Saturday, February 17, 2007
The Viking Invasion
This is a non-political post (or at least you have to dig to find the politics in it). Note also that the young maple in that picture is nothing like the huge monsters towering over my little lot. And note that I love trees, I do, I truly do. Not just everywhere.
Shade gardens are lovely in the spring, before the trees are full leafed out. Mother Nature scatters her pearls, sapphires, topazes and rubies in the form of spring bulbs and other spring ephemerals against the new chartreuse leaves and grass. Later, shade gardens turn all green with ferns and hostas to provide "summer interest" as the books say. The cup is full, and the shade gardener can sip from it in the green coolness of shade when the supposedly luckier sun gardeners are suffering from heat stroke.
I am having none of this. Shade gardens are cruel, just like the society is cruel in its adulation of youth and scorn for older ages. Youth and spring are both too fleeting and too inexperienced, as well as too concerned with hormones and growth to provide a proper climax for life, be it vegetable or animal. Besides, I need to have something to look forward to in the garden, and not only during the winter months when gardening is, in any case, impossible in this climate.
Even in the spring a successful shade garden may prove impossible.
Real shade gardens are not always created under wonderful old oak trees with their polite roots or carved out of untouched woodland with its exquisite native flora. Sometimes they are hacked out of the root systems of those fierce fellow Northeners: the Norway maples, which according to the gardening guides, secrete poisonous substances to retard other plant life and cast out such extensive and waterproof canopies as well as such extensive and thirsty root mats that nothing much (except other Norway maples) will survive in their vicinity. I have repeatedly read that shade gardens should not be attempted in such places.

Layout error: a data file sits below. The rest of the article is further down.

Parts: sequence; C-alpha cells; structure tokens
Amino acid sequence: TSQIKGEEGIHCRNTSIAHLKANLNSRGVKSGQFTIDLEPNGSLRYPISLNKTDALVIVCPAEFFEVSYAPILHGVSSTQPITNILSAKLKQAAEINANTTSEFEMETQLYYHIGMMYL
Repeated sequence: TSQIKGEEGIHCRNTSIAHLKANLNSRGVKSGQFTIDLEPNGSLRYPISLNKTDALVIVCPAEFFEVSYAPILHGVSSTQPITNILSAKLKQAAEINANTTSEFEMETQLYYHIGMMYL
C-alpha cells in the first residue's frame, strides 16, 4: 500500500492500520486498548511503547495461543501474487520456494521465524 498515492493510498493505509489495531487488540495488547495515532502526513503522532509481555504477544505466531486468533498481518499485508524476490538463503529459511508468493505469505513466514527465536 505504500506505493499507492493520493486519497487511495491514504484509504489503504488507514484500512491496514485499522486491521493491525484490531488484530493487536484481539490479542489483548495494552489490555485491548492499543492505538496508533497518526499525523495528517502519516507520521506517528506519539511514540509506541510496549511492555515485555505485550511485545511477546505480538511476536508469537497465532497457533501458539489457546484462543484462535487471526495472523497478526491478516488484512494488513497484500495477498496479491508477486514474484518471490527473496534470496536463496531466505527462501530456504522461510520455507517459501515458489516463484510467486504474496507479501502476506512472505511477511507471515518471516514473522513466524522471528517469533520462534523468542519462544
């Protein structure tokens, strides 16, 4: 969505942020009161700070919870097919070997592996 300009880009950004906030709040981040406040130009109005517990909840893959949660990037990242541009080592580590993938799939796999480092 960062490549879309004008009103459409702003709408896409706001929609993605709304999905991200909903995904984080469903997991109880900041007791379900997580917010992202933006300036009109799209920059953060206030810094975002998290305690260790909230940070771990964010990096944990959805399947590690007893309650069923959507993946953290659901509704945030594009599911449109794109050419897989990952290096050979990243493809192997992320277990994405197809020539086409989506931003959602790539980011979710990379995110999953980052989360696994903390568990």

But what if such places are, like the life one has, all there is to garden? Then fell the trees, goes the advice. Self-help books for people provide advice which sounds similar: conquer your monsters, join a twelve-step program, and your garden will blossom.
I can't get my axe or call the tree service, because the Norwegians are not on my land. No amount of self-help will suffice, unless I am willing to break the law. Greedy inconsiderate trees are a societal problem, not a personal one, although perhaps only gardeners are severely affected. But the human ecosystem also contains groups and individuals who secrete poisonous substances to retard the growth of others, or amass such enormous reserves of power and wealth that nothing much can live on what remains. These greedy inconsiderate people are another societal problem, and here everybody is affected.
I believe that these plants and people should be labeled with Government Health Warnings. "I am a ruthless, acquisitive bastard" or "I am a fanatical, rigid tyrant" or something similar would do nicely. Or perhaps they could all be shipped off to more appropriate climates. I am at a loss to think of a suitable place for the humans, but Norway maples are well-behaved, even shy trees in Scandinavia where they belong.
While awaiting these developments, I continue to hack out the roots of Olaf and Svein and Astrid. If I can keep it up, spring will be lovely here, too.